There are several museums in Le Mans including a bike museum, arts, history and archaeology. Without a doubt, the most visited by tourists is the fabulous 24 hours Circuit de la Sarthe Museum. You don’t need to be a petrolhead to appreciate its incredible collection of more than 100 exceptional cars. Plus there’s a great portrayal of the history of the renowned race through film, photo and artifacts.
What the locals know and tourists rarely discover
Le Mans is surrounded by glorious countryside. It takes just a few minutes on the excellent tram service to discover some of its secrets. 5 minutes by car or about 15 minutes by tram from the city centre is the Domaine de l’Épau and the Abbaye Royale de l’Épau.
The Domaine is an area of outstanding natural beauty. It covers 600 hectares and hosts two restaurants and a bar, ideal for a taste of the countryside.
Abbaye Royale of L’Epau
Next door is the little known but beautiful Abbey. This monumental building has witnessed drama and centuries of history. It was burned by locals during the 15th century to stop English looters using it as a military base. And, it was home to Cistercian monks who wrote books here in the freezing rooms, keeping their ink warm in the only heated cell. It was commissioned by Berengaria, wife of Richard the Lionheart AKA the good widow, and it is where she is laid to rest. There is a wonderful tomb sculpture at the Abbey. When Queen Elizabeth II visited the Abbey some 25 years ago, it’s said she suggested the statue be moved to lie with that of Berengaria’s royal family at the Abbey of Fontevraud.
It hasn’t happened so far and it’s probably fitting. This neglected wife, who likely only spent a matter of weeks with her crusading husband during their entire eight years of marriage, remains where she chose to be.
Don’t miss the café where Sylvie makes cakes using products grown at the abbey or locally. The gardens are undergoing restoration with the aim to grow vegetables popular in medieval times. Stop off for quiche, salad, risotto. The menu changes with the season and Sylvie makes exceedingly fine cakes!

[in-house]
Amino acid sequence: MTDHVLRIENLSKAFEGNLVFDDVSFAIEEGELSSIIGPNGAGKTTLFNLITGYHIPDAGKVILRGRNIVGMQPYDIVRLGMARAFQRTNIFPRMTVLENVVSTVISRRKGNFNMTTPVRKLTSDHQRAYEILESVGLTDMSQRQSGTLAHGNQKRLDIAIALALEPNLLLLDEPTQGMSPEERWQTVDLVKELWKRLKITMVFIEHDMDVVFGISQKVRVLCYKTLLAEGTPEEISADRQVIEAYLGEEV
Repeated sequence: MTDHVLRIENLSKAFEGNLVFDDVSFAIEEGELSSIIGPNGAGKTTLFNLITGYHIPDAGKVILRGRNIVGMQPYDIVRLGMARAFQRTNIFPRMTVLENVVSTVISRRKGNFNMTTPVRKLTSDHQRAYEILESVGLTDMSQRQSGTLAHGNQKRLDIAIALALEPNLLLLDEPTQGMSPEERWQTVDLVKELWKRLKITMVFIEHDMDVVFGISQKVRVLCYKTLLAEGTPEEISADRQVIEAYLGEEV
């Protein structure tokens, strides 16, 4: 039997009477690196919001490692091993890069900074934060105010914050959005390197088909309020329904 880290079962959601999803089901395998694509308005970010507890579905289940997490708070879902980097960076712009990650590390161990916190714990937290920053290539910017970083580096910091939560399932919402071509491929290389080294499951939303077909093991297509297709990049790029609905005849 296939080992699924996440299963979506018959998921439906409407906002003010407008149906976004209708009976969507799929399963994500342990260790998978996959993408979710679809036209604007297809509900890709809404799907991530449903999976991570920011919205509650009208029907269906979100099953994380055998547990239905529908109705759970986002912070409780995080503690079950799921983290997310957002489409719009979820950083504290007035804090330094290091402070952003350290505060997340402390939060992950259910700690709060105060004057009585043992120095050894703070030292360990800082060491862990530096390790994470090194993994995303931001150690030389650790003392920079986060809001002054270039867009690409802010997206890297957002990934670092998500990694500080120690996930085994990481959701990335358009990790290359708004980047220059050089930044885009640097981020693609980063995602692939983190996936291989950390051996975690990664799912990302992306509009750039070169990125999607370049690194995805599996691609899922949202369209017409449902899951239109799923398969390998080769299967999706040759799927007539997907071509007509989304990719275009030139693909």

Now a cultural centre, there are some lovely frescoes, interesting exhibitions both inside and out, plus concerts. You can take a tour in English if you book in advance.
Look out for the lights! La Nuit des Chimères is a free sound and light show in which major monuments are lit up in a visual feast of colour and acoustics. This city of surprises comes to life after dark. From early January until the end of August the streets en route between monuments also project fantastical light images on streets and walls.
How to get about in Le Mans
The tram system is efficient and cheap 1,50 € single ticket (valid for 1 hour); 4,20 € day pass (valid for 24 hours) – both are also valid on the bus network.
How to get to Le Mans
With trains taking around an hour from Paris It’s an easy day trip to Le Mans
Where to stay in Le Mans
Hotel Concordia which is very reasonably priced.
Le Doyenné: in what has to be one of the best locations right next to the Cathedral in an ancient house.